229 F2d 503 Peak v. United States

229 F.2d 503

Leona PEAK, Appellant,


UNITED STATES of America, Appellee.

No. 12511.

United States Court of Appeals Sixth Circuit.

Feb. 14, 1956.

John S. Wrinkle, Chattanooga, Tenn. (C. G. Milligan, Chattanooga, Tenn., on the brief), for appellant.

Alan S. Rosenthal, Dept, of Justice, Washington, D.C. (Warren E. Burger, Paul A. Sweeney, Washington, D.C., John C. Crawford, Jr., Knoxville, Tenn., on the brief), for appellee.

Before SIMONS, Chief Judge, and ALLEN and MILLER, Circuit Judges.

SIMONS, Chief Judge.

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The appellant was the beneficiary in a National Service Life Insurance policy issued to her soldier son. Her suit to recover on the policy was dismissed on the ground that the Court had no jurisdiction of the subject matter and that her complaint failed to state a claim upon which relief could be granted. The basic facts are not in dispute.


Oscar Charles Peak, Jr., the son, was inducted during World War II into the military service of the United States on April 29, 1943. On July 30th of that year, after his unit was ordered to proceed from Camp Wheeler, Georgia to San Francisco, he disappeared and all efforts made by the Army, the FBI, and his family to locate him proved futile. On February 7, 1953, the Chancery Court of Hamilton County, Tennessee, in a suit upon a commercial policy, decreed that not having been heard from for more than seven years he died on or about the date of his disappearance, July 30, 1943. The appellant made due application to the Veterans' Administration, in 1951, for the benefits accruing to her under the policy. Her claim was denied and she brought suit against the Government on the policy in February, 1954, based upon the presumption that more than seven years having expired since the insured was last heard from, he was now dead and that the death occurred as of the date of his disappearance, July 30, 1943. It is conceded that the insured did not make timely application for waiver of premium due to circumstances beyond his control, and that no one made such application on his behalf. The District Court held that his policy had lapsed.


The appellant alleges that during the life of the policy, and before the soldier's disappearance, her son was afflicted with chorea, nervous trouble, mental trouble, St. Vitus Dance, general disability, and weakness and despondency; that from his condition at that time a presumption arose that he died on or about July 30, 1943. She, therefore, contends that she became entitled to the full proceeds of the policy.


Title 38 U.S.C.A. § 810, provides:


'No State law providing for presumption of death shall be applicable to claims for National Service Life Insurance. If evidence satisfactory to the Administrator is produced establishing the fact of the continued and unexplained absence of any individual from his home and family for a period of seven years, during which period no evidence of his existence has been received, the death of such individual as of the date of the expiration of such period may, for the purposes of this subchapter, be considered as sufficiently proved.'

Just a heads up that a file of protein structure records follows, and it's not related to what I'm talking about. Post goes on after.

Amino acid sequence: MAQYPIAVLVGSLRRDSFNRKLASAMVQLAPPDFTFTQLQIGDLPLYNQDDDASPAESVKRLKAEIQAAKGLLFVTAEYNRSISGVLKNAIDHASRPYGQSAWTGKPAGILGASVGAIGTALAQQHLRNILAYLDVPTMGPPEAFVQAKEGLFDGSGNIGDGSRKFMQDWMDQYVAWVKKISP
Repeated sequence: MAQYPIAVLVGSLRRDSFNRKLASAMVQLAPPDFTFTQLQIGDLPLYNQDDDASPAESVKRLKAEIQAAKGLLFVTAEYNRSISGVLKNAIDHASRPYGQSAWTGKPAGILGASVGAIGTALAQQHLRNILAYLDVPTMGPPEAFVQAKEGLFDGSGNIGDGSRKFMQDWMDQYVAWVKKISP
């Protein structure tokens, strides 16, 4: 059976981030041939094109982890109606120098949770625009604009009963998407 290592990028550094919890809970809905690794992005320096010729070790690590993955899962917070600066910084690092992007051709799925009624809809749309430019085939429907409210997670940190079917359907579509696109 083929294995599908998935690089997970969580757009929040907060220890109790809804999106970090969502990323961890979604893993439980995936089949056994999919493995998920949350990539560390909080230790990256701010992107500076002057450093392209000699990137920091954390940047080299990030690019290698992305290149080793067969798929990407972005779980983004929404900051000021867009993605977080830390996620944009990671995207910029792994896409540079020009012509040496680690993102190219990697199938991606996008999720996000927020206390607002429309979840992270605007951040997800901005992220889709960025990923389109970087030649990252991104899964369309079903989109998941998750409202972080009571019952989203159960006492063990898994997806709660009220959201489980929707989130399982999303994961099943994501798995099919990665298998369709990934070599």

It will be noted that the above Section permits a finding that, after the lapse of seven years of unexplained absence, the insured is dead. It raises no presumption, however, as to the time of his death. The courts have held that the trier of facts may infer that he died before the expiration of the seven years, if it appears that within that period he had encountered some specific peril or come within the range of some impending or imminent danger which might reasonably be expected to destroy life. Davie v. Briggs, 97 U.S. 628, 24 L.Ed. 1086, or the time may be shortened by proof of facts and circumstances connected with disappearance as would show death at an earlier date. Fidelity Mutual Life Assurance v. Mettler, 185 U.S. 308, 22 S.Ct. 662, 46 L.Ed. 922.


The complaint herein alleges no circumstances sufficient to support an inference that at the time of the insured's disappearance he was in danger or peril and his infirmities if proved are not such as to support an inference that he died while the policy was in force or during the period that the policy could have been revived by a waiver of premiums timely sought. We agree with the decision of the district judge that the claim states no cause of action and, in any event, is barred by limitation. Wherefore, the judgment of the court must be, and it is,

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